There are many factors that must be incorporated into a study of just which states are the most business-friendly in this country. Among the factors involved are such diverse variables as taxes, not only individually but also on the corporate level. Some states are willing to offer bonuses and special deals for businesses in order to encourage corporations to invest in their state. Regrettably there are those, of which California continually places the worst, that so over-tax and over-legislate business that it discourages business growth.
Corporate tax rates and the level of capital gains taxes are considered as well as the availability and accessibility of business loans and banks willing to lend investment capitol for business growth. This is an especially important factor when including small business growth in the overall financial health of a state.
Population and population growth also factor into the equation. A state needs a good workforce in order to allow business growth. Not only do private sector ratings, like the annual Pollina Corporate Top 10 Pro-Business States Study and the governments own Small Business Administration Office reports demonstrate a consistent factor. States with a high growth in population are always the states that score the highest in the lists of business-friendly states. Of those states with the fastest growth, Nevada, Texas and Arizona are climbing the fastest into the top ten business-friendly states as business is taking a major trend westward.
Merely having a high population is not the defining factor. States with a high number of potential workers unemployed and creating a welfare entitlement state tend to be less than helpful for new businesses to invest in.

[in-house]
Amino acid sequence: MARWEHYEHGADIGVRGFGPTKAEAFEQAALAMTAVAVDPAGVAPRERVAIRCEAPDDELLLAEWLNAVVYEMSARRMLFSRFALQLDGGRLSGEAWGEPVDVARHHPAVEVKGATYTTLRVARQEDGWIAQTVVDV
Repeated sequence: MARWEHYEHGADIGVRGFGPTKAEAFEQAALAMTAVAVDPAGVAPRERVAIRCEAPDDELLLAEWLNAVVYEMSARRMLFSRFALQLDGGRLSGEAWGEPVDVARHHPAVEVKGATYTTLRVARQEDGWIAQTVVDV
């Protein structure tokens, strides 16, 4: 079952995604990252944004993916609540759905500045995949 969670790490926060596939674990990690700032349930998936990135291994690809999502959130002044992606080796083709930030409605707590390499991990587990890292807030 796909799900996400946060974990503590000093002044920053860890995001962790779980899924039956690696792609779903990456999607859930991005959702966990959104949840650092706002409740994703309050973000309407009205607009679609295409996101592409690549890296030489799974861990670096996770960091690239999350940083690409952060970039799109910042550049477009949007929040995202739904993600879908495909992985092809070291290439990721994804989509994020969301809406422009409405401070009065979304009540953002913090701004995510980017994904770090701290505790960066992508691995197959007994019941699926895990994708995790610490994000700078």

The effort of the political leadership in a state also plays a critical role. As an example, though California routinely falls near the bottom of business-friendly states, the efforts of their Governor Schwarzenegger in the last few years to rid the state of some of the more onerous restrictions has brought California up a bit. South Carolina has also flourished under the current leadership in the state government. In the last few years the massive factory and factory-outlet market they enjoy has brought them up from the eighth most business-friendly state in 2007 to the number one spot in 2008.
The cost of energy in a state is also a factor in determining how business-friendly a state can be. While not as critical for small businesses, the average utility rate in an area can be of major importance to the larger business ventures. The amount of government spending on a state’s infrastructure also plays a part in determining how business-friendly a state is. By showing continued concern about the state of growth and repair in its roads, bridges, public facilities and land management they demonstrate an important overall concern for the good health of not only the people of that state but the business that helps support them.
The list changes yearly and new factors are routinely looked at to see how they affect a state’s ratings. The general rule of thumb seems to be that the most effective states are the ones that show a greater concern for their citizens than the mere filling of the state’s tax coffers.